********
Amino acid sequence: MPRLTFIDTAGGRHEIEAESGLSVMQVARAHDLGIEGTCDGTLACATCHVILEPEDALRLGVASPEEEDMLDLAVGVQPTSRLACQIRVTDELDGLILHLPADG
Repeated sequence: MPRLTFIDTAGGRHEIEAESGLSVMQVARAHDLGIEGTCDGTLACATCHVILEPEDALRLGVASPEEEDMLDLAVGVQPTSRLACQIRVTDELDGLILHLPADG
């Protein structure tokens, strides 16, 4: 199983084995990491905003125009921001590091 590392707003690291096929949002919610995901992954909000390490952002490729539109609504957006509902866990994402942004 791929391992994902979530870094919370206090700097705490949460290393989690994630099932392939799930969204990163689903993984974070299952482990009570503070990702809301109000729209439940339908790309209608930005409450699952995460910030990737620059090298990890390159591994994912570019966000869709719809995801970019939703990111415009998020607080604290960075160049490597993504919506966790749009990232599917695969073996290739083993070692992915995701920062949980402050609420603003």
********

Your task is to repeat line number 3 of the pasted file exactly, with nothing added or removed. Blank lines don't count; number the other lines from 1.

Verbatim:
């Protein structure tokens, strides 16, 4: 199983084995990491905003125009921001590091 590392707003690291096929949002919610995901992954909000390490952002490729539109609504957006509902866990994402942004 791929391992994902979530870094919370206090700097705490949460290393989690994630099932392939799930969204990163689903993984974070299952482990009570503070990702809301109000729209439940339908790309209608930005409450699952995460910030990737620059090298990890390159591994994912570019966000869709719809995801970019939703990111415009998020607080604290960075160049490597993504919506966790749009990232599917695969073996290739083993070692992915995701920062949980402050609420603003």